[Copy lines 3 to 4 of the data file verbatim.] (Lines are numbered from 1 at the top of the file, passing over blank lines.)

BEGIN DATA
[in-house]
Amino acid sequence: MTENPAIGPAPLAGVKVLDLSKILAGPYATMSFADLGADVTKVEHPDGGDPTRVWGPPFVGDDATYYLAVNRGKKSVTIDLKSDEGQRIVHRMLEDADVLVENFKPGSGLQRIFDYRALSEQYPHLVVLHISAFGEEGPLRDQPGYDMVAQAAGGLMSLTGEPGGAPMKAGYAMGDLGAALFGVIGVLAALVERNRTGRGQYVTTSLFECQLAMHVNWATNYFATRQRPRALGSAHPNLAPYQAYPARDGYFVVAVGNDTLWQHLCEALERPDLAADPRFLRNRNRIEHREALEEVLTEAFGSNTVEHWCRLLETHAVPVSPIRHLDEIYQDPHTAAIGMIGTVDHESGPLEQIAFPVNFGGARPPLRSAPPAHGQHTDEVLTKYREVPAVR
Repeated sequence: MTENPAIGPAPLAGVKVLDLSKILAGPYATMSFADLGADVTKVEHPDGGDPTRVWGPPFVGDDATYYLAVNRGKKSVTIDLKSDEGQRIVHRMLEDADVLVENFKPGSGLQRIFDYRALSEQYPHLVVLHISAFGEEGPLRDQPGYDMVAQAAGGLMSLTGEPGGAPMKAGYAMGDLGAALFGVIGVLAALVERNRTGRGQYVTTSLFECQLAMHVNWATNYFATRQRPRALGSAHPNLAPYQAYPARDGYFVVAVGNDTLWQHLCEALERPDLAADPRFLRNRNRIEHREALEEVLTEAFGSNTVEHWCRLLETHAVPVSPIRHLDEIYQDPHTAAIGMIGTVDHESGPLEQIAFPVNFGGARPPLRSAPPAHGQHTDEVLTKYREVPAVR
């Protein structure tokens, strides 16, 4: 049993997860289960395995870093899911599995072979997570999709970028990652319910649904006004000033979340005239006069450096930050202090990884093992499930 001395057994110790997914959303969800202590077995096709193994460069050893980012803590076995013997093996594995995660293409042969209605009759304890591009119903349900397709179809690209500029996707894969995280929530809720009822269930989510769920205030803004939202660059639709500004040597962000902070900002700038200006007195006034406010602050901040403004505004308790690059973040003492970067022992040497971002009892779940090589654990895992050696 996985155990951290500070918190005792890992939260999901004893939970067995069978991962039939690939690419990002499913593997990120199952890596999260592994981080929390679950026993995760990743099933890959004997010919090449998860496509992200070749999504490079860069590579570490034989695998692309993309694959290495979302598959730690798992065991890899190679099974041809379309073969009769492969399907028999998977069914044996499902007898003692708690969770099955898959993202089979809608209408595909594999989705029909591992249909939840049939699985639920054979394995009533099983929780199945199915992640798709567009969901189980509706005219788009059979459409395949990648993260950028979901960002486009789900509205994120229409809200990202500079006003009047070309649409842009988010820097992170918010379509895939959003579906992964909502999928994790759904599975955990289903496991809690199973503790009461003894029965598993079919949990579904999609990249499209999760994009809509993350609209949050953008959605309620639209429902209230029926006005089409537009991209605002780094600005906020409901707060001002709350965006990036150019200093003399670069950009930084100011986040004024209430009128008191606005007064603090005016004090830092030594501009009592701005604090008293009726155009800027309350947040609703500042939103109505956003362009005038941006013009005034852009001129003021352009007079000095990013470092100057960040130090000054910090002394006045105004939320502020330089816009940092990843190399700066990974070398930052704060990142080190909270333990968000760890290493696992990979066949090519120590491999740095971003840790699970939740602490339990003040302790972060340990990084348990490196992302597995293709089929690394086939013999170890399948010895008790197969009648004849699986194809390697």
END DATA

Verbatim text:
Repeated sequence: MTENPAIGPAPLAGVKVLDLSKILAGPYATMSFADLGADVTKVEHPDGGDPTRVWGPPFVGDDATYYLAVNRGKKSVTIDLKSDEGQRIVHRMLEDADVLVENFKPGSGLQRIFDYRALSEQYPHLVVLHISAFGEEGPLRDQPGYDMVAQAAGGLMSLTGEPGGAPMKAGYAMGDLGAALFGVIGVLAALVERNRTGRGQYVTTSLFECQLAMHVNWATNYFATRQRPRALGSAHPNLAPYQAYPARDGYFVVAVGNDTLWQHLCEALERPDLAADPRFLRNRNRIEHREALEEVLTEAFGSNTVEHWCRLLETHAVPVSPIRHLDEIYQDPHTAAIGMIGTVDHESGPLEQIAFPVNFGGARPPLRSAPPAHGQHTDEVLTKYREVPAVR
């Protein structure tokens, strides 16, 4: 049993997860289960395995870093899911599995072979997570999709970028990652319910649904006004000033979340005239006069450096930050202090990884093992499930 001395057994110790997914959303969800202590077995096709193994460069050893980012803590076995013997093996594995995660293409042969209605009759304890591009119903349900397709179809690209500029996707894969995280929530809720009822269930989510769920205030803004939202660059639709500004040597962000902070900002700038200006007195006034406010602050901040403004505004308790690059973040003492970067022992040497971002009892779940090589654990895992050696 996985155990951290500070918190005792890992939260999901004893939970067995069978991962039939690939690419990002499913593997990120199952890596999260592994981080929390679950026993995760990743099933890959004997010919090449998860496509992200070749999504490079860069590579570490034989695998692309993309694959290495979302598959730690798992065991890899190679099974041809379309073969009769492969399907028999998977069914044996499902007898003692708690969770099955898959993202089979809608209408595909594999989705029909591992249909939840049939699985639920054979394995009533099983929780199945199915992640798709567009969901189980509706005219788009059979459409395949990648993260950028979901960002486009789900509205994120229409809200990202500079006003009047070309649409842009988010820097992170918010379509895939959003579906992964909502999928994790759904599975955990289903496991809690199973503790009461003894029965598993079919949990579904999609990249499209999760994009809509993350609209949050953008959605309620639209429902209230029926006005089409537009991209605002780094600005906020409901707060001002709350965006990036150019200093003399670069950009930084100011986040004024209430009128008191606005007064603090005016004090830092030594501009009592701005604090008293009726155009800027309350947040609703500042939103109505956003362009005038941006013009005034852009001129003021352009007079000095990013470092100057960040130090000054910090002394006045105004939320502020330089816009940092990843190399700066990974070398930052704060990142080190909270333990968000760890290493696992990979066949090519120590491999740095971003840790699970939740602490339990003040302790972060340990990084348990490196992302597995293709089929690394086939013999170890399948010895008790197969009648004849699986194809390697």